For SSD-backed volumes, if your I/O size is very large, you may experience a smaller
number of IOPS than you provisioned because you are hitting the throughput limit of the
volume. For example, a
gp2 volume under 1000 GiB with burst credits available has an IOPS
limit of 3,000 and a volume throughput limit of 160 MiB/s. If you are using a 256 KiB I/O
size, your volume reaches its throughput limit at 640 IOPS (640 x 256 KiB = 160 MiB). For
smaller I/O sizes (such as 16 KiB), this same volume can sustain 3,000 IOPS because the
throughput is well below 160 MiB/s. (These examples assume that your volume's I/O is not
hitting the throughput limits of the instance.) For more information about the throughput
limits for each EBS volume type, see Amazon EBS Volume Types.
For smaller I/O operations, you may see a higher-than-provisioned IOPS value as measured from inside your instance. This happens when the instance operating system merges small I/O operations into a larger operation before passing them to Amazon EBS.
If your workload uses sequential I/Os on HDD-backed
sc1 volumes, you may
experience a higher than expected number of IOPS as measured from inside your instance. This
happens when the instance operating system merges sequential I/Os and counts them in 1,024
KiB-sized units. If your workload uses small or random I/Os, you may experience a lower
throughput than you expect. This is because we count each random, non-sequential I/O toward
the total IOPS count, which can cause you to hit the volume's IOPS limit sooner than
Whatever your EBS volume type, if you are not experiencing the IOPS or throughput you expect in your configuration, ensure that your EC2 instance bandwidth is not the limiting factor. You should always use a current-generation, EBS-optimized instance (or one that includes 10 Gb/s network connectivity) for optimal performance. For more information, see Amazon EC2 Instance Configuration. Another possible cause for not experiencing the expected IOPS is that you are not driving enough I/O to the EBS volumes.
Monitor I/O Characteristics with CloudWatch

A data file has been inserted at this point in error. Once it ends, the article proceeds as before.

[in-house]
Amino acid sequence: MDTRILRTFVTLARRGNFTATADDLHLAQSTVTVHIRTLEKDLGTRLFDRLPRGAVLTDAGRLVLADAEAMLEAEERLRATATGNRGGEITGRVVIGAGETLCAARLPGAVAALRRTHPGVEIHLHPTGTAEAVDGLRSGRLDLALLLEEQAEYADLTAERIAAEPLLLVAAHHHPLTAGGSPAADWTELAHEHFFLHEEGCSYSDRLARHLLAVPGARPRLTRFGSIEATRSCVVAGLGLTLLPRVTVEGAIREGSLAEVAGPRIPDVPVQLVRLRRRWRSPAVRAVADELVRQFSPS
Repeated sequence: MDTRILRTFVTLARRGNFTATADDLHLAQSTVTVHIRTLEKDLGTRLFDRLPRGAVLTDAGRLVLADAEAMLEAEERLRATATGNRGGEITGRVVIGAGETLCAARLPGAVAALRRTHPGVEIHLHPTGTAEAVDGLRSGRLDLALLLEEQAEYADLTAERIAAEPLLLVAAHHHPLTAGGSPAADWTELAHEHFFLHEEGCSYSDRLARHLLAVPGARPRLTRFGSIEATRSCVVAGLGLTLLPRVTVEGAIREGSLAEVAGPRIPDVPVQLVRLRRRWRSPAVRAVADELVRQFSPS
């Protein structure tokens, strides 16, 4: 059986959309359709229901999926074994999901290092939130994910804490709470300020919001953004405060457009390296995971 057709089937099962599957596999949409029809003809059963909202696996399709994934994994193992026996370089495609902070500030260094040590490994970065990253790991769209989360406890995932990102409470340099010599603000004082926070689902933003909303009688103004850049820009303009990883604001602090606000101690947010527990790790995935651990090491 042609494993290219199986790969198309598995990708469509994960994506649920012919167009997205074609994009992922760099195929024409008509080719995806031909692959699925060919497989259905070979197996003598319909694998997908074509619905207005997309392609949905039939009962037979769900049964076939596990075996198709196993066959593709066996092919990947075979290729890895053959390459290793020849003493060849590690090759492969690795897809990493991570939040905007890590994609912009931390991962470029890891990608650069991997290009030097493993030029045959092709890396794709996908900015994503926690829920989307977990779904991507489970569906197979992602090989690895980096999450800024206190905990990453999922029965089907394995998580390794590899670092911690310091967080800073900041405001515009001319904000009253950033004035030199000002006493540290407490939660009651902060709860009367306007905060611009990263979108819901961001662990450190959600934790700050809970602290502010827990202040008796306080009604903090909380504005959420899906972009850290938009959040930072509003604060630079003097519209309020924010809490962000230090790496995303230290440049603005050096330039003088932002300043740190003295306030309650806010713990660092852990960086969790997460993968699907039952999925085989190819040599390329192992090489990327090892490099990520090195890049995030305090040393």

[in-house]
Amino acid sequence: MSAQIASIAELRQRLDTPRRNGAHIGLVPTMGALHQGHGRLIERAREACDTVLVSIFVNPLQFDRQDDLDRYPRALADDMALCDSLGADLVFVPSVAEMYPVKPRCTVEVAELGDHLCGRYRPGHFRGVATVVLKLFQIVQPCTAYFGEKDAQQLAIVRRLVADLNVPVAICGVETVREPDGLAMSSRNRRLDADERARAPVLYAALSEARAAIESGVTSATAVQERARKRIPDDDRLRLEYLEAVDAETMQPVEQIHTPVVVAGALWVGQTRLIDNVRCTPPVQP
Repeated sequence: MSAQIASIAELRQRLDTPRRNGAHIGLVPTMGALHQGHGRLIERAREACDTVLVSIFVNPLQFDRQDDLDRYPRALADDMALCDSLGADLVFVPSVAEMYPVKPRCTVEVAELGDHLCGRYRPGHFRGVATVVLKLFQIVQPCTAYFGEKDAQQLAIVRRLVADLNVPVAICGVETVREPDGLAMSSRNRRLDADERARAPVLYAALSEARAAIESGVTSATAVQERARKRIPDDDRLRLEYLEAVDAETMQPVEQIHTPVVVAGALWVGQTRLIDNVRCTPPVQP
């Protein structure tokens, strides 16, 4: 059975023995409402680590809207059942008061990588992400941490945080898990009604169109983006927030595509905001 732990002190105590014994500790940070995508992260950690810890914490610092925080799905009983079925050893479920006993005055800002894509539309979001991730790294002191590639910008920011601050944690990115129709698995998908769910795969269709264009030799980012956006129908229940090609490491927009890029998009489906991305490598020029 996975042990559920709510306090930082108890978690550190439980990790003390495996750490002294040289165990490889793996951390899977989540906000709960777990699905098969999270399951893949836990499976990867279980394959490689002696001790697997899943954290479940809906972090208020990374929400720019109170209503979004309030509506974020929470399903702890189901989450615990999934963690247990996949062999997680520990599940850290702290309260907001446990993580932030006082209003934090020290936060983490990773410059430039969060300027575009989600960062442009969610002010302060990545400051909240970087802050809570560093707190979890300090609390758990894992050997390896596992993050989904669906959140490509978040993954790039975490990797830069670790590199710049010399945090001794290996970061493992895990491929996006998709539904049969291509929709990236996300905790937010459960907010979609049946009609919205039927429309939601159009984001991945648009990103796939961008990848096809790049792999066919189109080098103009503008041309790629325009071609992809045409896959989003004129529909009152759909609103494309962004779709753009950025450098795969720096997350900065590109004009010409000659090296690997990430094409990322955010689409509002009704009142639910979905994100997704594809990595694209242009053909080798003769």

You can monitor these I/O characteristics with each volume's CloudWatch metrics. Important metrics to consider include:
BurstBalance displays the burst bucket balance for HDD-backed volumes as a
percentage. When your burst bucket is depleted, volume throughput is throttled to the
baseline. Check the
BurstBalance value to determine whether your volume is being
throttled for this reason.
sc1 volumes are designed to perform best with workloads that
take advantage of the 1,024 KiB maximum I/O size. To determine your volume's average I/O size,
VolumeWriteOps. The same calculation
applies to read operations. If average I/O size is below 64 KiB, increasing the size of the
I/O operations sent to an
sc1 volume should improve performance.
If average I/O size is at or near 44 KiB, you may be using an instance or kernel without support for indirect descriptors. Any Linux kernel 3.8 and above has this support, as well as any current-generation instance.
If your I/O latency is higher than you require, check
make sure your application is not trying to drive more IOPS than you have provisioned. If your
application requires a greater number of IOPS than your volume can provide, you should
consider using a larger
gp2 volume with a higher base performance level or an
with more provisioned IOPS to achieve faster latencies.
For more information about Amazon EBS I/O characteristics, see the Amazon EBS: Designing for Performance re:Invent presentation on this topic.